Environmental and Resource Economics

, Volume 73, Issue 1, pp 181–211 | Cite as

Weathering Storms: Understanding the Impact of Natural Disasters in Central America

  • Oscar A. Ishizawa
  • Juan Jose MirandaEmail author


In the past decades, natural disasters have caused substantial human and economic losses in Central America, with strong adverse impacts on gross domestic product per capita, income, and poverty reduction. This study provides a regional perspective on the short-term impact of hurricane windstorms on socioeconomic indicators. Apart from modeling the socioeconomic impact at the macro and micro levels, the study incorporates and juxtaposes data from a hurricane windstorm model categorizing three hurricane damage indexes, which lends a higher level of detail, nuance, and therefore accuracy and comprehensiveness to the study. One standard deviation in the intensity of a hurricane windstorm leads to a decrease in growth of total per capita gross domestic product of between 0.9 and 1.6%, and a decrease in total income and labor income by 3%, which in turn increases moderate and extreme poverty by 1.5 percentage points. These results demonstrate the causal relationship between hurricane windstorm impacts and poverty in Central America, producing regional evidence that could improve targeting of disaster risk management policies toward those most impacted and thus whose needs are greatest.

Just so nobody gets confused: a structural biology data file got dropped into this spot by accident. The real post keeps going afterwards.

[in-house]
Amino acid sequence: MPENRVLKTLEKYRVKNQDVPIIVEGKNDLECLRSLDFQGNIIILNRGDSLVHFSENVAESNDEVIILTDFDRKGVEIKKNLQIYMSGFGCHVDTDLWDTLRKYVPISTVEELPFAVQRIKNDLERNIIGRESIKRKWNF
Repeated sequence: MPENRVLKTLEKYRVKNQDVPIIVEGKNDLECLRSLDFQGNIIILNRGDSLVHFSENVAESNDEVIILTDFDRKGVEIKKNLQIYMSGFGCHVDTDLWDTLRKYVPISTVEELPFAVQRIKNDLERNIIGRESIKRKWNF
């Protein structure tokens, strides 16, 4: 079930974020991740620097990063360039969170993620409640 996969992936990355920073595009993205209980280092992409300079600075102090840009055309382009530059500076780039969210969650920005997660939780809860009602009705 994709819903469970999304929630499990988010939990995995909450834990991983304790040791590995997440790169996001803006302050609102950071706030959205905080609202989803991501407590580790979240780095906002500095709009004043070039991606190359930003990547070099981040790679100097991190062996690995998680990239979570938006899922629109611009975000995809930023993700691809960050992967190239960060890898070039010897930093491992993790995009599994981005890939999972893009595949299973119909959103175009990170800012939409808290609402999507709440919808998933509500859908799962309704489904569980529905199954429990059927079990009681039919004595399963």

Hurricanes Poverty Natural disasters Central America Economic growth Vulnerability 

JEL Classification

O11 O12 O44 Q51 Q54 R11 


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Copyright information

© Springer Science+Business Media B.V., part of Springer Nature 2018

Authors and Affiliations

  1. 1.Social, Urban, Rural and Resilience Global Practice (GSURR)The World BankWashington D.C.USA
  2. 2.Environment and Natural Resources Global Practice (GENDR)The World BankWashington D.C.USA

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